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Wilma, we will miss you.

December 15, 2011 - Michael Palmer
It has been one tough week, or was it two weeks?

My mother-in-law, Wilma (Ochsenbine) Beck died last Sunday evening at the age of 74 years. She experienced some dizziness and after being checked into the emergency room coded and was revived for a short time.

She had a chance to talk with her husband and son, but coded a second time and did not recover before my wife arrived at the hospital from work.

It was 13 years to the day that my sister-in-law had died. The comparisons in the events were eerie because in each case my wife had been at work, been called by her father at work and told the bad news. Then was called on her drive to the hospital by her brother with the sad news that her sister and now mother had passed away.

When my wife called me I was in the process of roughing in some walls in our bathroom, which we are currently in the process of remodeling. That project was put on hold and we began the task of burying a loved one. We had to make arrangements to get two grandchildren home, one in Washington state and my son from Nebraska.

Wilma's family is from the Barnesville area and some live near St. Louis Missouri where her brother has his brood. They would all also be traveling in for the funeral.

Both my wife and myself are fortunate to work for companies that not only allow time off for relatives funerals, but also go the extra mile to offer condolences and help out wherever possible, that is especially true of co-workers.

Wilma truly was the matriarch of my wife's family. Every year we would gather with a house full of children, grandchildren, great grandchildren, nieces, nephews, cousins and friends for Thanksgiving dinner at “Grans” house.

Wilma was also the queen of Christmas Eve. That night was reserved the past 30 years for an all out celebration at Wilma's. When my children were just pre-schoolers it was a fabulous frenzy of toys, gifts and wrapping paper as her two brothers and her sister gathered together with their children to celebrate the holiday with “Kissin' Granny,” as she became known by the many kids who she truly loved to see.

It was kept a secret, but Wilma had been diagnosed with an illness over a year ago, one that she did not wish to share with anyone but her husband Ray. It is not known if that played a role in her death, but at this point it really does not matter.

Ray protested when the ladies wanted to put up a Christmas tree in Wilma's house. He stated that there would be no more Christmas there. Like most men, when our firm orders are followed to the letter, Ray watched the tree go up despite his objections. When everyone had left and we asked if he wanted it taken down he rescinded the earlier order and we are planning to go in and open gifts with him Christmas Eve. He may lock the door and tell us to get lost, but I doubt it.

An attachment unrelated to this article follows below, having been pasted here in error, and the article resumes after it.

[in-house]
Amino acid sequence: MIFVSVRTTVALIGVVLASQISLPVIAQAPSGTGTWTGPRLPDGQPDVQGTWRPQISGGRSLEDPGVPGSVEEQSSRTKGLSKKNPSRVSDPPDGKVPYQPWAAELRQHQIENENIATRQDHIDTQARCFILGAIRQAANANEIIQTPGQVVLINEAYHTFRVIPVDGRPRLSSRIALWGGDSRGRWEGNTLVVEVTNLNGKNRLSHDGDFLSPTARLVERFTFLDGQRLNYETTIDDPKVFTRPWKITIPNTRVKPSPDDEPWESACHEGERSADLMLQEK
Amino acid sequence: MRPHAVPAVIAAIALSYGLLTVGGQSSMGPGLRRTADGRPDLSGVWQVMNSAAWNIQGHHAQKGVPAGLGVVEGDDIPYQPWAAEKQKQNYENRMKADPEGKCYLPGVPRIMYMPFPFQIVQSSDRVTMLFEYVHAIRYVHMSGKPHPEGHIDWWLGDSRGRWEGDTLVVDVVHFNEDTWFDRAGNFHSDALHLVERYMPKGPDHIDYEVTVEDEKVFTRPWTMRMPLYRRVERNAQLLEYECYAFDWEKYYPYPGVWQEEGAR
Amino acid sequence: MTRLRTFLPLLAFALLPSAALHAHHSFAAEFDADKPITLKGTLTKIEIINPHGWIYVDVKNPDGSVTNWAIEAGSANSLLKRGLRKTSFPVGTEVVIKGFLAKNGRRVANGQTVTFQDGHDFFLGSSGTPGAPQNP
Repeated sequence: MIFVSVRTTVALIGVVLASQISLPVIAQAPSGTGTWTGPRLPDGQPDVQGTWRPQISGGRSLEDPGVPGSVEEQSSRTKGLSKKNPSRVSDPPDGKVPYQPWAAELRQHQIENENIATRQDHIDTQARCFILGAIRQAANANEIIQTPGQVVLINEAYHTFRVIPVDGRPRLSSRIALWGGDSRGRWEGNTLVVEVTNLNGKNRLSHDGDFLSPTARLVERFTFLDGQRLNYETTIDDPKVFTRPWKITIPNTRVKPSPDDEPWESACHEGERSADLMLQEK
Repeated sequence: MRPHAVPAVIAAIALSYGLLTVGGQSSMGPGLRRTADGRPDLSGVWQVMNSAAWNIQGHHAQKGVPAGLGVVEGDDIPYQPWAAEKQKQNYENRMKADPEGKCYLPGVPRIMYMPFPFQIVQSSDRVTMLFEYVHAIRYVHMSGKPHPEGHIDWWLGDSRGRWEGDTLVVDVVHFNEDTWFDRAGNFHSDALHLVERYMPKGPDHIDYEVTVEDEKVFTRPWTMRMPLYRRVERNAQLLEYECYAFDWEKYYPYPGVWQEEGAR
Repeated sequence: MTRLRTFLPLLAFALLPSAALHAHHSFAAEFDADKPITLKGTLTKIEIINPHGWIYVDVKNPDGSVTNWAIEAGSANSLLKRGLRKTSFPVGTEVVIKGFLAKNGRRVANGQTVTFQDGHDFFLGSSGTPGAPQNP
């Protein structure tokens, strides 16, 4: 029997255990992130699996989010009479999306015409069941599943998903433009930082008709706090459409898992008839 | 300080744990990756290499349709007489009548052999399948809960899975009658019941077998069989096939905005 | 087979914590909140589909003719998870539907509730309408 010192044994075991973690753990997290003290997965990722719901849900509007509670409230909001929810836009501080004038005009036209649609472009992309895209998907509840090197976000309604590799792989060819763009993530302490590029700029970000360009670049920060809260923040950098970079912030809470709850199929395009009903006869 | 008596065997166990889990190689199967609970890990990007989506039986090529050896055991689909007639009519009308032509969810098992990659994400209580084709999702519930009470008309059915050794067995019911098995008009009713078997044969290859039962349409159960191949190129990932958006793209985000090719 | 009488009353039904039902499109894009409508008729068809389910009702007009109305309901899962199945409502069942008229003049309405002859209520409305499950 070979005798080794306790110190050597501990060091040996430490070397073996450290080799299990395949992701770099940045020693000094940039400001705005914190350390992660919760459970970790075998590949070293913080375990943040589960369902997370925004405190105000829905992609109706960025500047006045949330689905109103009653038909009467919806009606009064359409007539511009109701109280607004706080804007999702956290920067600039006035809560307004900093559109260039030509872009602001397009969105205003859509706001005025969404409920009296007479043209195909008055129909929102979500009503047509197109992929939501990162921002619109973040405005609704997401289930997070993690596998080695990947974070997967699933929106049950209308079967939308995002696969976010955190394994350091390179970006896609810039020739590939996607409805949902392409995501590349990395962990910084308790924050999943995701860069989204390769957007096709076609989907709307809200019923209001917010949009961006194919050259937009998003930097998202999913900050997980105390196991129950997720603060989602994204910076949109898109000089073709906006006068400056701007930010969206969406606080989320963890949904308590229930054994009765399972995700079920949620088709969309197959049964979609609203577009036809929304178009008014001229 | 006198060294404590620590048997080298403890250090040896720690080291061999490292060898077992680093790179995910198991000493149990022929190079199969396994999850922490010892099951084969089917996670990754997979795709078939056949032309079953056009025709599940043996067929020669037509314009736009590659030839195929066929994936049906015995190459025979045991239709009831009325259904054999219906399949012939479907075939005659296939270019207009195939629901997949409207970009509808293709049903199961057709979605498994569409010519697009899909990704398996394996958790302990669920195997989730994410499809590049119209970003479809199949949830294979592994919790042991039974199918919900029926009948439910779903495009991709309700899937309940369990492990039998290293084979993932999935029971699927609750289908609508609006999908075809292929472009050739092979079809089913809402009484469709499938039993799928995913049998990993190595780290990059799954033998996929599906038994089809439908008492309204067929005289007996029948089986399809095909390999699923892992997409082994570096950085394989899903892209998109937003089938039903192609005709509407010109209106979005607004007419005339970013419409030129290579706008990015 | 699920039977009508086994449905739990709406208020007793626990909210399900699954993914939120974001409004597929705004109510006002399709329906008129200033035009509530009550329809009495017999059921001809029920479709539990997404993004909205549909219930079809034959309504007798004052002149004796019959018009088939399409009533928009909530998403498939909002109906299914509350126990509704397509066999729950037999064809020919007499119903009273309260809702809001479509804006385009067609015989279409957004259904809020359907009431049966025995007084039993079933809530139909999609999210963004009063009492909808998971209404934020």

He always played the role of the grumpy old scrooge, but deep down he enjoyed the whole night of mess and confusion as much as Wilma.

While Wilma and I did not start off our relationship on the best of terms, I eventually grew on her and eventually held the title of her favorite son-in-law.

While thinking back on the three decades I had been privileged to know Wilma, I recalled the first words she ever spoke to me, “Don't you get my daughter pregnant!”

The exclamation point is not a typing error.

We may have disagreed on religious details, but our core values were the same and that impressed her. She eventually rescinded that order and changed her tune to, “When am I going to see some grand babies?”

She dearly loved little children and spoiled them at every opportunity. She often hand crafted gifts for them, which they appreciate more now that they are older.

She had crocheted a little blanket for my grand daughter Zoey just before she died. That is now a family treasure.

We will go to her house this Dec. 24 and spend the evening with Grandpa Ray if he will let us. IT will not be the same. Just as when my mother was no longer with us for the holidays, the tradition died with her. Despite our best efforts to cook the same food and open gifts together, we realized it would not and could not ever be the same.

Now the family will shift their holiday tradition to a new location, just like when Wilma hosted her first Christmas Eve. She was famous for her homemade noodles, taco salad and of course passing out kisses.

Life goes on.

My wife will now assume the role of family matriarch. Which means I get to be the grumpy old Scrooge.... No? I think I would much prefer to be Santa Claus, I mean it will not take much coloring to fill in the rest of the beard to white and I have the build for the suit.

Wilma, we will miss you.

 
 

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